Spotlight on the Kahikatea
Our Ecology Consultant Dr. Arie Spyksma shines the spotlight on New Zealand's tallest forest tree this week.
Kahikatea (Dacrycarpus dacrydioides) grows in excess of 60 metres on occasion. Amazingly, these trees are a relic of the Jurassic period, with pollen and leaves being discovered in Jurassic rocks (160 – 180 million years old) where they were likely pollinated by pterosaurs, not birds.
Historically there were widespread kahikatea forests through New Zealand’s low lying areas, with these trees thriving in frequently damp areas such as floodplains and swamps. Unfortunately, the expansion of New Zealand’s agricultural interests and the conversion of many low lying boggy areas into uniform expanses of pasture lead to the demise of much of our kahikatea forest. The best place to still see these forests in their prime today is the extensive freshwater swamp forests in Westland.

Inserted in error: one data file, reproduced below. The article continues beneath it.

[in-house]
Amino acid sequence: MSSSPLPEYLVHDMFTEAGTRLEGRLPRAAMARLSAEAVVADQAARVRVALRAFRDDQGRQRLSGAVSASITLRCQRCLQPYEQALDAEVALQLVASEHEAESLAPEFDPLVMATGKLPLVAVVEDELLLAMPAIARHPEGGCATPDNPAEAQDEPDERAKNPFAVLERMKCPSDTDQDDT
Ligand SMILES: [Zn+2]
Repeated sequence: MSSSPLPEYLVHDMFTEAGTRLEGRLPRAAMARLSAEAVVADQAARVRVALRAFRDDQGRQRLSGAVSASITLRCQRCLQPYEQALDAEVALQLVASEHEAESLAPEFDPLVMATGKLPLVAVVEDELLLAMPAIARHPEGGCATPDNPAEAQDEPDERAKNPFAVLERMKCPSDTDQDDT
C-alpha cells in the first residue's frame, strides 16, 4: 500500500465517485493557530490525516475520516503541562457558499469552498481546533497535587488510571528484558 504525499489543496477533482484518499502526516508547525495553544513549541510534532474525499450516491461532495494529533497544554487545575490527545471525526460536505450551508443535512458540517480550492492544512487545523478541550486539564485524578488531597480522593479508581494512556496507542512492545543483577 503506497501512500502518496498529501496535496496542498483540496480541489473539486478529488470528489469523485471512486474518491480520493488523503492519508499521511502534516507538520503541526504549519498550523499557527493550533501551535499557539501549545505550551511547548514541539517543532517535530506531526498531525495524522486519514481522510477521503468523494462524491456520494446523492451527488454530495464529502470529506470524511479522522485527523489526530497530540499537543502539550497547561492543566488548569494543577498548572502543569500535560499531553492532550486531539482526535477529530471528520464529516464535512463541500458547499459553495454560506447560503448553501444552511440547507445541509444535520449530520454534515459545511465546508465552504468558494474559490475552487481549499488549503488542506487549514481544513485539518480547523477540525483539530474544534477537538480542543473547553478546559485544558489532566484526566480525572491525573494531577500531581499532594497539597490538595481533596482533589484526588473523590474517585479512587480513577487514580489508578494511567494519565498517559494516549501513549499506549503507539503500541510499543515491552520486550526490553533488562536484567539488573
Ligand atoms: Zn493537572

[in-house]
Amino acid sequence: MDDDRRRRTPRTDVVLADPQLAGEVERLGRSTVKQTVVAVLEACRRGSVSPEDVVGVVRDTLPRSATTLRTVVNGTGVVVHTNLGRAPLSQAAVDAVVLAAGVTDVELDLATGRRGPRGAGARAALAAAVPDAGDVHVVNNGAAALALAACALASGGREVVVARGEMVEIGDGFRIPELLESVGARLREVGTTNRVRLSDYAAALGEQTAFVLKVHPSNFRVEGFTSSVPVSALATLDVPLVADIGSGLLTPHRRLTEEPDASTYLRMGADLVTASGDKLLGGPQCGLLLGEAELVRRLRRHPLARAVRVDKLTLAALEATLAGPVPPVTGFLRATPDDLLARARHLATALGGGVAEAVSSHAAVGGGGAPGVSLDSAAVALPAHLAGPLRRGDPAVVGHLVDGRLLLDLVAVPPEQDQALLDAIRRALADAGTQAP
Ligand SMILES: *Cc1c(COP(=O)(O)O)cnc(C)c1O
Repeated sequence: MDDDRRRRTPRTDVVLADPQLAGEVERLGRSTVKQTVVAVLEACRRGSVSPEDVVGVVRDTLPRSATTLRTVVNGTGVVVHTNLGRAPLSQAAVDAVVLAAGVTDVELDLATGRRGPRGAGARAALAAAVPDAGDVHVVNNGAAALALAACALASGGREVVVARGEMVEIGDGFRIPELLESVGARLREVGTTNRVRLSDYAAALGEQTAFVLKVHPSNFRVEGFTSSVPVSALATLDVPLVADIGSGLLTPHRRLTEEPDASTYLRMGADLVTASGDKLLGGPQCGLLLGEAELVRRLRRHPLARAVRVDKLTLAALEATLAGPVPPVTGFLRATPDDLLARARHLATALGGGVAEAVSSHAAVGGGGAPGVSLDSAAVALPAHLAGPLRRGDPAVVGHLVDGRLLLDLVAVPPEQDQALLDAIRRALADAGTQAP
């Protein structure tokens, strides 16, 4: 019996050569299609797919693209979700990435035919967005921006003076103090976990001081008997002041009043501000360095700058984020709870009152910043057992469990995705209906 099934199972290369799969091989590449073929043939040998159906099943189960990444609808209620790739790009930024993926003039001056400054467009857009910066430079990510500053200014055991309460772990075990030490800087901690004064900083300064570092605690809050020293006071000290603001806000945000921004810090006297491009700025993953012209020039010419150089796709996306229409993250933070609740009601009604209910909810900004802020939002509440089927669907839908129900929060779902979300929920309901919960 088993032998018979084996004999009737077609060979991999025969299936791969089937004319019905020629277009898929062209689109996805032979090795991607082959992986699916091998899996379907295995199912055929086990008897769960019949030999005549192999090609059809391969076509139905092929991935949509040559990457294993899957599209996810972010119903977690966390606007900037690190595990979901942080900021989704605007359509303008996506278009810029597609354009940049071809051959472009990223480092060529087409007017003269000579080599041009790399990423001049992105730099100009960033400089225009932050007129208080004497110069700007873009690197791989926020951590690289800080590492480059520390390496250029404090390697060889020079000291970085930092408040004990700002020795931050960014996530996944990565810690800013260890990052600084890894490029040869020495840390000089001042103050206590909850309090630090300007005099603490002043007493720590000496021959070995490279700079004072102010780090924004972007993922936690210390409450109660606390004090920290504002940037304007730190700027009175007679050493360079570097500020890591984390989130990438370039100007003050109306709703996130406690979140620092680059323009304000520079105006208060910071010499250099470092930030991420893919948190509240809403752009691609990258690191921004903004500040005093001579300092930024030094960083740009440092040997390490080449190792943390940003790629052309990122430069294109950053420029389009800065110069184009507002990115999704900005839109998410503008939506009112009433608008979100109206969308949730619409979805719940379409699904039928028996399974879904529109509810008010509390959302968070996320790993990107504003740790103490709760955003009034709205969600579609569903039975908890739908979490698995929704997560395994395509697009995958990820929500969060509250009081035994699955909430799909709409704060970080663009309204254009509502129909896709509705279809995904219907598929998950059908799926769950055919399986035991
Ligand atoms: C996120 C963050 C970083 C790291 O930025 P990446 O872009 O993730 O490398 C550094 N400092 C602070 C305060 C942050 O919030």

These kahikatea made up part of a small remnant grove in South Auckland, near Pukekohe. At the time of taking this photo (March), many of the fleshy seed receptacles had ripened (changing from green to orange/red) and were being engulfed by a litany of tui and kereru, a highly effective dispersal mechanism.
Arie’s field of expertise is extremely wide. He works largely in ecological impact assessment, which involves environmental monitoring, marine monitoring, fauna survey, report writing, scientific research, field research, conservation and ecological restoration.
For more information on Arie, view his profile here.